Dollars and Jens
Wednesday, January 18, 2006
real income gains
Over the past year, consumer prices have climbed 3.4 percent, a slowdown from November's 3.5 percent 12-month inflation rate but still above the annual rise in average weekly earnings -- meaning consumer incomes are not keeping pace with rising prices.
Every time I see the statement that real wages haven't risen in the past couple years, I'm surprised for the amount of time it takes me to realize that "wages" include only cash paid out, and excludes benefits.

The latest payrolls release indicates that weekly income has increased from $536.74 to $551.67 in the past year, i.e. by 2.8%. Hours per week must be down slightly, because hourly income is up from $15.88 to $16.37, or 3.1%. In any case, these are similar figures, both slightly behind the 3.4% quoted above. Labor cost numbers, at least from the productivity report, are father behind — new ones should be coming out soon, and they only come out once a quarter, largely because the figures from that report that most interest people (productivity and unit labor costs) are hard to measure with enough precision to see anything month-to-month. In any case, in units of their index, employment costs per unit time worked (compare this to the hourly wage, not the weekly one) went from 158.2 to 166.0 from 3rd quarter to 3rd quarter, or an increase of 4.9%; essentially, the value of the benefits provided has increased faster than wages.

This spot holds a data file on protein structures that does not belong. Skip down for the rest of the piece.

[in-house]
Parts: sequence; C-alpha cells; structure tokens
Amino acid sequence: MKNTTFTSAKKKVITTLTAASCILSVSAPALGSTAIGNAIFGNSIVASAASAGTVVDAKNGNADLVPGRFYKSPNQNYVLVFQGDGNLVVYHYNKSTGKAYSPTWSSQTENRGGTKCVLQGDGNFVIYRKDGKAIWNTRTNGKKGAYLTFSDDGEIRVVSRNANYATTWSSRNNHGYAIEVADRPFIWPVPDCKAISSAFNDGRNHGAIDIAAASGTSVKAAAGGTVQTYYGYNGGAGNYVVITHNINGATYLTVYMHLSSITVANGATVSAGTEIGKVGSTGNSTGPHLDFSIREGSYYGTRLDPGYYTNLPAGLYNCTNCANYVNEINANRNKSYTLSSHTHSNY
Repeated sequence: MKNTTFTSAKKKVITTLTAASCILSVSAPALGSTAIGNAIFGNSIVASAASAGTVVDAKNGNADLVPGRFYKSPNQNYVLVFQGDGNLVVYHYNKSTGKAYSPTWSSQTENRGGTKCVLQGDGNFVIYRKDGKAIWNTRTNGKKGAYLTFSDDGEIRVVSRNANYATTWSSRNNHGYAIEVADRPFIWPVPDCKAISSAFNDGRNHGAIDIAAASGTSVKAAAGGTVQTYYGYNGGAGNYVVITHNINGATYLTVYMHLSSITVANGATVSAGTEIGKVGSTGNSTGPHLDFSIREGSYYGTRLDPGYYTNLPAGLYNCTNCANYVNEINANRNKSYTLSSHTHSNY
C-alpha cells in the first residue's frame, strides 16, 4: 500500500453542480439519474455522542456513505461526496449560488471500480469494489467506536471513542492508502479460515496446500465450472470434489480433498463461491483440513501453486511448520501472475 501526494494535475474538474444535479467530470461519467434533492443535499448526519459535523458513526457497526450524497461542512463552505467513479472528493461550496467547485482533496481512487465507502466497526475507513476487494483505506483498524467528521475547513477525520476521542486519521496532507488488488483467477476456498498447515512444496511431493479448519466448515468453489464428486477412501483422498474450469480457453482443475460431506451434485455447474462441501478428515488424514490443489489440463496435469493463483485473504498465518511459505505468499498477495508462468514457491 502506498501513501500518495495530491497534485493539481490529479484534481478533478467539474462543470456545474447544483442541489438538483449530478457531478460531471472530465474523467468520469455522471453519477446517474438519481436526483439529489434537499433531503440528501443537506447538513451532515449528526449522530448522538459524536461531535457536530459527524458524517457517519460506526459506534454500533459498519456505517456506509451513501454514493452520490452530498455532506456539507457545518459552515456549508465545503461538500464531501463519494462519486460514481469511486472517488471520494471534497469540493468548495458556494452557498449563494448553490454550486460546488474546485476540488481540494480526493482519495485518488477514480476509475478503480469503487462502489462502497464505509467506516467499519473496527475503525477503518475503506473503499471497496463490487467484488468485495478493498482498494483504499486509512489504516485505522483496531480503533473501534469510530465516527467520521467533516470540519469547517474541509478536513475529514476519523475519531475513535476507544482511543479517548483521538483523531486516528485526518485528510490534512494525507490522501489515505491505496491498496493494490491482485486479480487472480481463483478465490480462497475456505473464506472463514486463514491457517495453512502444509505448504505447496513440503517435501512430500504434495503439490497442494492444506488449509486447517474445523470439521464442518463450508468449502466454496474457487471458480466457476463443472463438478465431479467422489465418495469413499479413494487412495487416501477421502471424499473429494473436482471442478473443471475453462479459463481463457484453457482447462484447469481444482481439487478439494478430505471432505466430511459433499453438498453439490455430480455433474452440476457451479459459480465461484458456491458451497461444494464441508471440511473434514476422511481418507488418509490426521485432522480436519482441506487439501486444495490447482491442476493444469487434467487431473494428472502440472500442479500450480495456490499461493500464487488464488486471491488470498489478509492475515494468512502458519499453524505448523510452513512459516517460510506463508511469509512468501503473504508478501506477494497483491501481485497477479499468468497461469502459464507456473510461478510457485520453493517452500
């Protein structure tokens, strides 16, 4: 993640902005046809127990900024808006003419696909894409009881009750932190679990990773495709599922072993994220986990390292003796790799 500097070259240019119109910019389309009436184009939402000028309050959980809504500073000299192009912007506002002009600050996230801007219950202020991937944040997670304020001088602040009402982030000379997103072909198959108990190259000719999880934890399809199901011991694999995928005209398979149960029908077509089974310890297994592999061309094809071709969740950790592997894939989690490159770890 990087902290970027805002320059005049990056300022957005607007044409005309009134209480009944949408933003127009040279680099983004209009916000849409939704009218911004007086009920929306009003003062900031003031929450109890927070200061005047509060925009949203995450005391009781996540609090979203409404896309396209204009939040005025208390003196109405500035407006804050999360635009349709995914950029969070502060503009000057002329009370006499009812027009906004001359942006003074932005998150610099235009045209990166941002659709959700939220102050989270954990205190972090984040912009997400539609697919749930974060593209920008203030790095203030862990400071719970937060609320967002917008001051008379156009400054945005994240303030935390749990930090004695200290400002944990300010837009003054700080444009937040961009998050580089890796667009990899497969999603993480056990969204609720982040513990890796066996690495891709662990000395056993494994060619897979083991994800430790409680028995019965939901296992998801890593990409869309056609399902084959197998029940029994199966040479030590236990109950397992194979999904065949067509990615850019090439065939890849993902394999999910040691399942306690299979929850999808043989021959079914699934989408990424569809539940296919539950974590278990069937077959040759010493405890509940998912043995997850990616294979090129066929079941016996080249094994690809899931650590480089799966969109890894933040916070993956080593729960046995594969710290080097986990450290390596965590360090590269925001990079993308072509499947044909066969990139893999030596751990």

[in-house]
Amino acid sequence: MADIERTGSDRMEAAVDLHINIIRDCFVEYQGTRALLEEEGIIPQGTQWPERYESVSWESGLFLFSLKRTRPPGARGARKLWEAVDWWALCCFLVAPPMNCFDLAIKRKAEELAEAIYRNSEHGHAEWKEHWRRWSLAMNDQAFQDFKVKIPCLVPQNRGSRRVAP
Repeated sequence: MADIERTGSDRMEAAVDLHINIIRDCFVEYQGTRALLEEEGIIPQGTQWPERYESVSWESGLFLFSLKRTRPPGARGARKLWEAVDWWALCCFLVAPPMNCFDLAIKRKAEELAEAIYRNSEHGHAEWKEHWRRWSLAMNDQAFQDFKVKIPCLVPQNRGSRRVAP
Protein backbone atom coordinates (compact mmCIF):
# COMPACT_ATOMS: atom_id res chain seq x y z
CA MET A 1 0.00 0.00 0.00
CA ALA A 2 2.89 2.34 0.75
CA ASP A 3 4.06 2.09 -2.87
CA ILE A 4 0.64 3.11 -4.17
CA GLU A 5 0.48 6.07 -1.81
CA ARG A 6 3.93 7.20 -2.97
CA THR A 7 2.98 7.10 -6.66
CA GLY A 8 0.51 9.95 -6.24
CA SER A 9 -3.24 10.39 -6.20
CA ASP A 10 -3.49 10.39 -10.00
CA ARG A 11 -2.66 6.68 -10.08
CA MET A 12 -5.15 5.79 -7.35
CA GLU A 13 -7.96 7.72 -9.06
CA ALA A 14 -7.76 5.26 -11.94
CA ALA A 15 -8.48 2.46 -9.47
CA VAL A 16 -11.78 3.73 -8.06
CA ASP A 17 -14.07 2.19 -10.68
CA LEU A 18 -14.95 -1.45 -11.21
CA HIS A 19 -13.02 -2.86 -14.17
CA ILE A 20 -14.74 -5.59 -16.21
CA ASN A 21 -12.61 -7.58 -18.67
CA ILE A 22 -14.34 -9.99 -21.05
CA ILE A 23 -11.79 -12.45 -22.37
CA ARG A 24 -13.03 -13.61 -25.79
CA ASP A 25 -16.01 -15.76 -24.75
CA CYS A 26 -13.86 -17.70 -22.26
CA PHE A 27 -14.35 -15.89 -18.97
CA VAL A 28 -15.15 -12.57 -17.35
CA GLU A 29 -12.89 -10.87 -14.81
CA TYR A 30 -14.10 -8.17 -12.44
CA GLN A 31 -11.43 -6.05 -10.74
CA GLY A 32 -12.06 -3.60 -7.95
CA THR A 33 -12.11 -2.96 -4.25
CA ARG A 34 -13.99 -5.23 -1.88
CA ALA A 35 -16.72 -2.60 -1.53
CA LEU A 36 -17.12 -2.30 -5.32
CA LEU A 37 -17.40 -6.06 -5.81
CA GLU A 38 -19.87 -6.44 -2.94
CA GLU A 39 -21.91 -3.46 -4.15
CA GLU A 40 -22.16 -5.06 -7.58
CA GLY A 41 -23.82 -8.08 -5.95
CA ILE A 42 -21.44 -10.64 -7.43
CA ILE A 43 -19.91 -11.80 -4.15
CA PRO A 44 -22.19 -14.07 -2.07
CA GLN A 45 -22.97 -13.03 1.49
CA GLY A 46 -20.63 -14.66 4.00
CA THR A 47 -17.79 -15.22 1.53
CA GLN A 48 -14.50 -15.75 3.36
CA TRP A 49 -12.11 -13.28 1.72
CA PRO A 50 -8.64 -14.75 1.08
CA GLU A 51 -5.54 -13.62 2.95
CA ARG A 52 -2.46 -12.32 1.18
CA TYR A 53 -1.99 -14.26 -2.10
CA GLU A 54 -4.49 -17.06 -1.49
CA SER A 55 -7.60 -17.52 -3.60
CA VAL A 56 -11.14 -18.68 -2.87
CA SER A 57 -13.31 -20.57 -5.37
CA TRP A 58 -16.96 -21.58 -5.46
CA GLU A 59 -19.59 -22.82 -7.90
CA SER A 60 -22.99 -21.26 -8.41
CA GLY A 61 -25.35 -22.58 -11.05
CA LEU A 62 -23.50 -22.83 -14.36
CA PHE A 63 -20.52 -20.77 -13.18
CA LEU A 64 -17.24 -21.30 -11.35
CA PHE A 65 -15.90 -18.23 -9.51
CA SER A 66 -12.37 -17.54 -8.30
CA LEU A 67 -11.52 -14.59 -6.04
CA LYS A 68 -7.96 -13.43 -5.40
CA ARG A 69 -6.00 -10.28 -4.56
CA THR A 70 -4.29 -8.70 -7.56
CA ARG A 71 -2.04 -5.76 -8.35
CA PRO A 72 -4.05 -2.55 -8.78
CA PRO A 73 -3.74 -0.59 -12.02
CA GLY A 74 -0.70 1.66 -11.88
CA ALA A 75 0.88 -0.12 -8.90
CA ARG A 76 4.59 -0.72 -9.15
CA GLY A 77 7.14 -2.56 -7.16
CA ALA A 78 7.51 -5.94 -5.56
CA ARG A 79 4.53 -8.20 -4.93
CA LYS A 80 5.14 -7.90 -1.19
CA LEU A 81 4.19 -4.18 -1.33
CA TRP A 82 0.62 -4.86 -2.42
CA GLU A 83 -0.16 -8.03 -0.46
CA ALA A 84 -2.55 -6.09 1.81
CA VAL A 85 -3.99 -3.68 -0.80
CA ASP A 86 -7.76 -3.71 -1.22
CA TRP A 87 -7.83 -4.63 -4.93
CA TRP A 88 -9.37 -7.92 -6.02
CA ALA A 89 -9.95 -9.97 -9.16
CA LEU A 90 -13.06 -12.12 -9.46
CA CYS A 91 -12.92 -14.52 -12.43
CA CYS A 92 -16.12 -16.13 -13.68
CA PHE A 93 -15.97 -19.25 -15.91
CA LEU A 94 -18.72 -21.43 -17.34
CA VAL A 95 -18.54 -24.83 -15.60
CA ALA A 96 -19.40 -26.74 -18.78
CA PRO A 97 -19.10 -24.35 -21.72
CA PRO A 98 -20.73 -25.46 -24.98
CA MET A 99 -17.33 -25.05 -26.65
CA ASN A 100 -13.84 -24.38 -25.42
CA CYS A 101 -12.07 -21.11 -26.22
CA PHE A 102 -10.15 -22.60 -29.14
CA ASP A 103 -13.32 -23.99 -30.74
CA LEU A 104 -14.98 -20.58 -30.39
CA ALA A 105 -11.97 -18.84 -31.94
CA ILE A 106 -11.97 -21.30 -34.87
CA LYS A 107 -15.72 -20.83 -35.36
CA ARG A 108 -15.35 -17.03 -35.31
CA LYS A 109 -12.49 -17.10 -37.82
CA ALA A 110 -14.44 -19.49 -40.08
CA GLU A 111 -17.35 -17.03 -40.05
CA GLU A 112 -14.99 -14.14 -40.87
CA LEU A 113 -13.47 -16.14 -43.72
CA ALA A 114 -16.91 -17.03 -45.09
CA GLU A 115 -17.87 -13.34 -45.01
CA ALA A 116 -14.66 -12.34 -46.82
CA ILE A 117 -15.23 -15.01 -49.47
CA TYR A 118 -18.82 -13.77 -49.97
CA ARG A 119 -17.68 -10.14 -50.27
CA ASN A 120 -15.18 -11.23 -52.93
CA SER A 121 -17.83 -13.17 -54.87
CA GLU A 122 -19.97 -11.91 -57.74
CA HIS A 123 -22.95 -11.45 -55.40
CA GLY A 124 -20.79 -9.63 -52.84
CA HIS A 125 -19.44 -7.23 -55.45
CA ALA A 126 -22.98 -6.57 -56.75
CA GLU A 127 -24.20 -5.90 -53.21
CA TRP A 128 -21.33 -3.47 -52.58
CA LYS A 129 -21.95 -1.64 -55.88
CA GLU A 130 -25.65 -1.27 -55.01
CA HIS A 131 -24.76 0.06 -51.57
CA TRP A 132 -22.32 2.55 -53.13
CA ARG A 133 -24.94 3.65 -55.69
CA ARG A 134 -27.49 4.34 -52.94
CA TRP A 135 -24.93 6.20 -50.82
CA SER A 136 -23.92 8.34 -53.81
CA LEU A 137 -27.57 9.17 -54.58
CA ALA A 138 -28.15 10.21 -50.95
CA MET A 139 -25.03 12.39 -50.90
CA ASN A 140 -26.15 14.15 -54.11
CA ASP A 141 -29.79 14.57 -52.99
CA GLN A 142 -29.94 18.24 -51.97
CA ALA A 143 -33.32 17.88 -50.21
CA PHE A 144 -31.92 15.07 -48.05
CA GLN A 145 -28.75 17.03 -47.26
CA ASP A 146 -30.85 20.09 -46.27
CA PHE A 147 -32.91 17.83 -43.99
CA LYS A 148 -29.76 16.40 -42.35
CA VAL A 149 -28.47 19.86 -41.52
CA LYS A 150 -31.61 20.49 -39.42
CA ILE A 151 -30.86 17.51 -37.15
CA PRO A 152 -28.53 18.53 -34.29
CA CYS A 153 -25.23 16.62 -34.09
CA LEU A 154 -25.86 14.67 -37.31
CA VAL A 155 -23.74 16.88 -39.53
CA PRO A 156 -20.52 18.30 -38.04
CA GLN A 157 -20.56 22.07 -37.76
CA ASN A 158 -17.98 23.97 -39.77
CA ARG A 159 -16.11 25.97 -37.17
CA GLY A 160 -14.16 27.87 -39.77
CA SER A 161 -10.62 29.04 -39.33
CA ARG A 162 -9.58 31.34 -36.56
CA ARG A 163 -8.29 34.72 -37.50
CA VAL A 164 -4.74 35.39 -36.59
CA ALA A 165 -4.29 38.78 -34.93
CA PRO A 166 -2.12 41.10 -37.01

One frequent reason for this — and it's been true for quite a while, particularly in the public sector — is that the cost of health care has been rising faster than other costs; the appropriate inflation measure against which to compare wages would exclude the health care costs that aren't paid out of wages. According to this morning's release, however, inflation this past year with health care costs backed out runs very nearly the same as overall consumer inflation; the discrepancy must be coming from somewhere else this time.

(This is all on top of normal well-known problems with inflation measures that cause them to overstate actual inflation. I won't rehash those issues here.)

(0) comments
Post a Comment

Powered by Blogger